In July 2005, we told the story of Vance Patterson—who, fed up with disgruntled employees, decided to fire a third of his work force.
The Problem For a decade, employees at Patterson Fan, a Blythewood, South Carolina, manufacturer of industrial fans, had known nothing but fast growth and healthy bonuses. But in 2001, sales began to fall—and so did morale. CEO Vance Patterson noticed that some employees were arriving late, complaining, goofing off on the Web, and generally bringing the rest of the company down. Patterson installed time clocks and computer-monitoring software, and required salespeople to make 45 to 60 calls a day. Still, sales remained flat. In 2004, Patterson met with his managers and made a bold decision: to fire all of the bad employees. Twenty people, a third of his work force, were let go, a move that cost the company roughly $100,000 in severance. (Nobody sued.) Almost immediately, Patterson says, attitudes improved. “Once things settled down, it became a great place to work again,” he says.
What the Experts Said Alison Haugan, president of OptiStreams, a satellite Internet provider, praised Patterson’s courage. Harry Chambers, president of Trinity Solutions, a consulting and training firm, wondered how managers let the situation grow so perilous before they took action. Suzanne Lemen, CEO of Dynamic Corporate Solutions, a consultancy, predicted Patterson would eventually find himself in the same situation because he didn’t address root problems.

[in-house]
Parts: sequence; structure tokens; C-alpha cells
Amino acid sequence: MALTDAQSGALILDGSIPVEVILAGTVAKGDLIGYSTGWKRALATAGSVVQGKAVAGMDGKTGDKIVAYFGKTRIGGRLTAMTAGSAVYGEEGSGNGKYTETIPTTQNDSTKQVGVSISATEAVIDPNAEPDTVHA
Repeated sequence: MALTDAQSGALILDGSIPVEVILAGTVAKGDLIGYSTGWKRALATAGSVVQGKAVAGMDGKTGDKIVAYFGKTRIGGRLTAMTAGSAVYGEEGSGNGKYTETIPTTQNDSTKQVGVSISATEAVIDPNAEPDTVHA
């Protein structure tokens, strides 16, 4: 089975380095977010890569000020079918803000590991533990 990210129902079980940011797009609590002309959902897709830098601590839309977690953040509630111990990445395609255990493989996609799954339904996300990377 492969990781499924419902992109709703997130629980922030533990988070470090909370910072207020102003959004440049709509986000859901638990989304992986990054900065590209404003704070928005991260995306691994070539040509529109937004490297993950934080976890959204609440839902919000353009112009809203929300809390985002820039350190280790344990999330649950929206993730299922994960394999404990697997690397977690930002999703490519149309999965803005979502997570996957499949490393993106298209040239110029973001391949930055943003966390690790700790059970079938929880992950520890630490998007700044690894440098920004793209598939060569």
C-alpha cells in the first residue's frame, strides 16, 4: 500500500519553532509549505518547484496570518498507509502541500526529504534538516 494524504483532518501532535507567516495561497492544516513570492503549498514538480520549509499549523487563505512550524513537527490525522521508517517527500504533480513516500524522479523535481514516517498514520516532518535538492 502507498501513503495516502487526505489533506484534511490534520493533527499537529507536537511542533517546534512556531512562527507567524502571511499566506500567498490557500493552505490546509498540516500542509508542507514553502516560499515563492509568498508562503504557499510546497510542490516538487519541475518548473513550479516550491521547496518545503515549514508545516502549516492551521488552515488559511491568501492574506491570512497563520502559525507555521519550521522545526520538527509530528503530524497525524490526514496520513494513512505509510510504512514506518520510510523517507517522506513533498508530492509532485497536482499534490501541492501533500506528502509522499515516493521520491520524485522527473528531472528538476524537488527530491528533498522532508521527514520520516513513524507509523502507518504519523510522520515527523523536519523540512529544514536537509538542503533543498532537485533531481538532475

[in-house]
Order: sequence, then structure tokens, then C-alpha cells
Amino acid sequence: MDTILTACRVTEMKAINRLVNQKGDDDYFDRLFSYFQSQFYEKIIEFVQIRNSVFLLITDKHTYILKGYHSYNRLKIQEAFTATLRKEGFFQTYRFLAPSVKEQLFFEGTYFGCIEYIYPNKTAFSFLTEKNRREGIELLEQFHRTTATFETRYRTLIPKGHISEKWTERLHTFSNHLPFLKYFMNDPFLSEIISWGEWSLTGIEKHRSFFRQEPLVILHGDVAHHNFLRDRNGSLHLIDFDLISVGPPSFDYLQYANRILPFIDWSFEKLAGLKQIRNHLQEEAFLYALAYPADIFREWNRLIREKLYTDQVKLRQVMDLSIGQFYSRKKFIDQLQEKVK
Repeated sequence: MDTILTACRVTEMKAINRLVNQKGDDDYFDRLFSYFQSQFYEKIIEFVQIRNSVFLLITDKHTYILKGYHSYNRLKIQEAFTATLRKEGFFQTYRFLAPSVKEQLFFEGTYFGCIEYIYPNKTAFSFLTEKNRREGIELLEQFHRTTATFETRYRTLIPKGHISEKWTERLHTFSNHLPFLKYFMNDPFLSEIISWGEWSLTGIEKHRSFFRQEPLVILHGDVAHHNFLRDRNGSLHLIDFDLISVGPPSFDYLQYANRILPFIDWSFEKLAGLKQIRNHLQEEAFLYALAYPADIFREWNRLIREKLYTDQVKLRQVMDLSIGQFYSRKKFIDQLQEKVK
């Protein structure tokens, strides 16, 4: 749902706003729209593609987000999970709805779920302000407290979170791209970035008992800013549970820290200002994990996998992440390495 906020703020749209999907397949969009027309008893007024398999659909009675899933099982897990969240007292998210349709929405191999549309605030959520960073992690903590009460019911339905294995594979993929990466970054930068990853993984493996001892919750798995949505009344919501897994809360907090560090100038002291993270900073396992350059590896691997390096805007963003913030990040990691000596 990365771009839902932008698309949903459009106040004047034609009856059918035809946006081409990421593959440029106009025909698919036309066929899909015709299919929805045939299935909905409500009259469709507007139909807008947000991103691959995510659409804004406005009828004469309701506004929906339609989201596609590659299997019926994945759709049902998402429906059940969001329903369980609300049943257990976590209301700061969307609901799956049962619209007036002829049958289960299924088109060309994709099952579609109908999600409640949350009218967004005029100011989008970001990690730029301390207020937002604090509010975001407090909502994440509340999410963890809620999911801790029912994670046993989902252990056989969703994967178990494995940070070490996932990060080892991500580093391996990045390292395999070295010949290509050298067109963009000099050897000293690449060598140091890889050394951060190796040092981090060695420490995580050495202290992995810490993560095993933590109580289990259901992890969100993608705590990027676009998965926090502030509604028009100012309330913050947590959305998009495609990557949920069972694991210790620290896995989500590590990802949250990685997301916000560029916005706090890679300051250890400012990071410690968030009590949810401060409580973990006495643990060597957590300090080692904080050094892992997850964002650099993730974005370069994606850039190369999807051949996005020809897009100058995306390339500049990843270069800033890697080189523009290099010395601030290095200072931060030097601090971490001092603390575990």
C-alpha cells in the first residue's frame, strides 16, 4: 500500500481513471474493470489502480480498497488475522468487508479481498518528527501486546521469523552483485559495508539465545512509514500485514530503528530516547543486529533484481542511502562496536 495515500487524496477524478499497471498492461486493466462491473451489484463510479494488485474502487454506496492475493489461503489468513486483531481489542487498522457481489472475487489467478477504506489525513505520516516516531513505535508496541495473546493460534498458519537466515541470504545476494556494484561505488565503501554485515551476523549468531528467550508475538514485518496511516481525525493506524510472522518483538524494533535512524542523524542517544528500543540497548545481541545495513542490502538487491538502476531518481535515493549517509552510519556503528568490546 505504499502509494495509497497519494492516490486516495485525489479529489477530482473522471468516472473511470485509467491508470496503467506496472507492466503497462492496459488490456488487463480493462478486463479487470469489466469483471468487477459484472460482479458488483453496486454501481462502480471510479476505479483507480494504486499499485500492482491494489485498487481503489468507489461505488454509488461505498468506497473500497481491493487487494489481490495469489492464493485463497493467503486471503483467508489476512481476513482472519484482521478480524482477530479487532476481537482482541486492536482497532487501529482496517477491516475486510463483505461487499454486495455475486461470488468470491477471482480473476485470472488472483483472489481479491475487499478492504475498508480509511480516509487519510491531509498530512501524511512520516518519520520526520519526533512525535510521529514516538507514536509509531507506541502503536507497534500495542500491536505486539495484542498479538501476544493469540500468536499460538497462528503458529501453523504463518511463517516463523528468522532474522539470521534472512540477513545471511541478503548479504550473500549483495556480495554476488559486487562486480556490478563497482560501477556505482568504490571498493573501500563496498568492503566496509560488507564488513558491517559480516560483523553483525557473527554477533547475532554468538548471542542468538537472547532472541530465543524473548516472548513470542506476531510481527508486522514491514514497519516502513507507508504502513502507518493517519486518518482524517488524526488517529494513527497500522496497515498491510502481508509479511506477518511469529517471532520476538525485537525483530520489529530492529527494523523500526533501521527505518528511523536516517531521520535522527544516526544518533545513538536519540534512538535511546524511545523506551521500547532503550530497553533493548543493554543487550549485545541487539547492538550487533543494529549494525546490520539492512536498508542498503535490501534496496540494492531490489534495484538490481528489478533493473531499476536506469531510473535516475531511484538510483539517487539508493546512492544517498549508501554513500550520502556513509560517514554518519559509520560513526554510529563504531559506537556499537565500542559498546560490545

What's Happened Since The fired workers have since been replaced—and then some. Patterson plans to hire eight new salespeople this year; that will bring the company’s total head count to about 80. He is being very careful about who he brings onboard, subjecting applicants to thorough questioning and background checks. He and other managers now perform regular check-ins with employees and morale seems good. It doesn’t hurt that recent bonuses were as high as 10 to 15 percent of annual salaries. And better morale has helped the company become more efficient and creative, Patterson says. “We used to spend 75 percent of our meetings on problems,” he says. “Now, it’s on opportunities.” In 2006, sales were up 16 percent, to $8.6 million. Profitability also shot up, as the cost of labor per fan fell from $47 in 2004 to $22.50 in 2006.
What's Next One of the new initiatives has been the design of two quieter “green” fans that use up to 20 percent less energy. Patterson is currently in talks with Wal-Mart (NASDAQ:WMT). He also wants to get more fans whirring globally. They are already being used in Saudi Arabia to cool Muslims making the haj to Mecca, and Patterson says he is “poking around” in China.